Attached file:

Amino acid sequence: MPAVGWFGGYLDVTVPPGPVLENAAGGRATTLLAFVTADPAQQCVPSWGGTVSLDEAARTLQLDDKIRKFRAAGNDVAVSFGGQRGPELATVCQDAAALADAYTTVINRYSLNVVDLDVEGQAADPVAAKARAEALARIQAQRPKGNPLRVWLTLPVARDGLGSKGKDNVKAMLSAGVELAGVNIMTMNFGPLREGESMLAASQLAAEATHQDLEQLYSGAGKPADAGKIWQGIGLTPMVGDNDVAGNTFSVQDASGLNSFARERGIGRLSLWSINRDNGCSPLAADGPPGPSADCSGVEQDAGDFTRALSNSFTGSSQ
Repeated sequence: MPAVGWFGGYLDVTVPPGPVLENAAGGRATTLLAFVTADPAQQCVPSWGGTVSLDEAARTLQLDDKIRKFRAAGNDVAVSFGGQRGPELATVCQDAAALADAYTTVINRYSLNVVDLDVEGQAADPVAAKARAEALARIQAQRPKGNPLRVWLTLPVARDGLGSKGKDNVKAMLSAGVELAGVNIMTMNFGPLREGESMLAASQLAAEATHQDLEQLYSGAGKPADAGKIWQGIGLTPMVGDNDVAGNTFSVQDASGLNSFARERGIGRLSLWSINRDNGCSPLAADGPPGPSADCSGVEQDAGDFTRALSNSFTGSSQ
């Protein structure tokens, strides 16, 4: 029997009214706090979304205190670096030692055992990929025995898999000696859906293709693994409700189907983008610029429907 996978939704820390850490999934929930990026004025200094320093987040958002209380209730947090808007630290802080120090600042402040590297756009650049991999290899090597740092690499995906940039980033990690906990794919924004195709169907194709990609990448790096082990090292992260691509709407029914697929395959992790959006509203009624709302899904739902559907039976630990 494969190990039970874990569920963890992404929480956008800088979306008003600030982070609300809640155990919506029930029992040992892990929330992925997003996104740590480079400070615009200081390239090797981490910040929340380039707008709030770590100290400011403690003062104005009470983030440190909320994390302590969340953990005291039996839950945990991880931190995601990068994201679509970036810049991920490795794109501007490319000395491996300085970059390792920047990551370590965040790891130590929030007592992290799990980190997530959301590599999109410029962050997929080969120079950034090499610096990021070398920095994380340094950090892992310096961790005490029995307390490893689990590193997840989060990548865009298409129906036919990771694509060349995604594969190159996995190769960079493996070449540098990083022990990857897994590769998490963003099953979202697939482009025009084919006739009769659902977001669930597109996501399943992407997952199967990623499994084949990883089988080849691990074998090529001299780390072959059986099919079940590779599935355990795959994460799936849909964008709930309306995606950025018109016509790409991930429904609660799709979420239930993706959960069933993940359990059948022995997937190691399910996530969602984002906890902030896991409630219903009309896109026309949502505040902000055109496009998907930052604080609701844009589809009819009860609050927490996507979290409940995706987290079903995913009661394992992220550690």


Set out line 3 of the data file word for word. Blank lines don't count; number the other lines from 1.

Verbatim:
């Protein structure tokens, strides 16, 4: 029997009214706090979304205190670096030692055992990929025995898999000696859906293709693994409700189907983008610029429907 996978939704820390850490999934929930990026004025200094320093987040958002209380209730947090808007630290802080120090600042402040590297756009650049991999290899090597740092690499995906940039980033990690906990794919924004195709169907194709990609990448790096082990090292992260691509709407029914697929395959992790959006509203009624709302899904739902559907039976630990 494969190990039970874990569920963890992404929480956008800088979306008003600030982070609300809640155990919506029930029992040992892990929330992925997003996104740590480079400070615009200081390239090797981490910040929340380039707008709030770590100290400011403690003062104005009470983030440190909320994390302590969340953990005291039996839950945990991880931190995601990068994201679509970036810049991920490795794109501007490319000395491996300085970059390792920047990551370590965040790891130590929030007592992290799990980190997530959301590599999109410029962050997929080969120079950034090499610096990021070398920095994380340094950090892992310096961790005490029995307390490893689990590193997840989060990548865009298409129906036919990771694509060349995604594969190159996995190769960079493996070449540098990083022990990857897994590769998490963003099953979202697939482009025009084919006739009769659902977001669930597109996501399943992407997952199967990623499994084949990883089988080849691990074998090529001299780390072959059986099919079940590779599935355990795959994460799936849909964008709930309306995606950025018109016509790409991930429904609660799709979420239930993706959960069933993940359990059948022995997937190691399910996530969602984002906890902030896991409630219903009309896109026309949502505040902000055109496009998907930052604080609701844009589809009819009860609050927490996507979290409940995706987290079903995913009661394992992220550690």